A better way to gather data for reverse engineering
3D Engineering Solutions is an engineering service provider in Cincinnati, Ohio, with more than 100 years of collective experience in aerospace manufacturing and quality assurance. Recently, working with Akron based Myers Motors, the company expanded into the automotive market with its latest project, a mass-produced three-wheel NmG (No more Gas) personal electric vehicle.
The engineering design team needed a portable, laser-based system to capture data from the NmG vehicle for modeling and reverse engineering. The older technologies of hand gauges, calipers and fixed CMMs simply could not perform fast enough.
A thorough search for available laser technology found that the FARO Laser ScanArm met their needs. The scanner is easy to use and captures data quickly and accurately. 3D engineers now use it to inspect, measure and provide engineering services to its customers.
The engineers use this high-speed, portable laser system to collect information faster than traditional methods. The ScanArm collects up to 45,120 points per second, which can then be exported into PolyWorks point cloud software. The data are then used to make three-dimensional models and reverse engineer parts into CAD. The goal was to then use the collected data to figure out how to design the parts for economical mass production.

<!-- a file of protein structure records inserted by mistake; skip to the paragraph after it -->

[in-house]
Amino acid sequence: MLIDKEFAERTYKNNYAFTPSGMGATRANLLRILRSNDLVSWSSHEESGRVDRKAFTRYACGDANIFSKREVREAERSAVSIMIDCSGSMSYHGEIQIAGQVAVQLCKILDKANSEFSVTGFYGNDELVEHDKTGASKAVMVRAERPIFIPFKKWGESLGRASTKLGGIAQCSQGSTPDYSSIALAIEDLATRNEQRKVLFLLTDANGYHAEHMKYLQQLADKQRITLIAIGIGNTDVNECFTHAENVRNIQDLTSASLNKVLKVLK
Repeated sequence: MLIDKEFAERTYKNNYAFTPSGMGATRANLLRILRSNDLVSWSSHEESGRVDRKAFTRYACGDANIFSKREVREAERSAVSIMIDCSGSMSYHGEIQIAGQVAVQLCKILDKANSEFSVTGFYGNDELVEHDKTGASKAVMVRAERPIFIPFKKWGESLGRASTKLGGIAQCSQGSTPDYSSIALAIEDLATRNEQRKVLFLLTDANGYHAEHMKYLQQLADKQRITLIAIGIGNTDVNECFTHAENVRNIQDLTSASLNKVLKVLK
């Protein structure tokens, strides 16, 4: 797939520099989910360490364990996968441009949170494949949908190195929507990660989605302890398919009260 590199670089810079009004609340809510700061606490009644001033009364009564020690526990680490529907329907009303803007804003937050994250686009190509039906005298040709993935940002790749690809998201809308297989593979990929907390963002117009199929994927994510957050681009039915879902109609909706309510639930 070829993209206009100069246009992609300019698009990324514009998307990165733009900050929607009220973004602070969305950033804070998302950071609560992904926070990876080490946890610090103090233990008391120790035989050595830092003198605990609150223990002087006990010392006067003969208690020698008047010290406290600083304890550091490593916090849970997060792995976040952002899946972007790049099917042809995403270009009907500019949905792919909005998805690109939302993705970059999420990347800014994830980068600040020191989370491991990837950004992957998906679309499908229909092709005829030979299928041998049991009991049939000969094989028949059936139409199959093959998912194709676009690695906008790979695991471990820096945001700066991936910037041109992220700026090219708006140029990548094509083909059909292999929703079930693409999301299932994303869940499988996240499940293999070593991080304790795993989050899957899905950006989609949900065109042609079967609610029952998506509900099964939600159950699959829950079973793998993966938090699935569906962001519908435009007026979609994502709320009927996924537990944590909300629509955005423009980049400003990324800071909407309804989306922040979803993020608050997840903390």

What used to take weeks can now be accomplished in a matter of hours. They were able to develop computer models for all 42 parts in the NmG vehicle in only three days. Data collection would have taken months to do prior to acquiring the scanner.
“The amount of data collected in a matter of hours with minimal setup time is comparable to that which would take days or even weeks by previous conventional inspection equipment methods,” said James T. Irwin, president of 3D Engineering Solutions.
3D gains new customers daily after demonstrating their capabilities with the FARO ScanArm. “Our ability to dramatically reduce data collection and analysis time is an advantage that even small job-shop manufacturers can afford,” said Irwin. MPF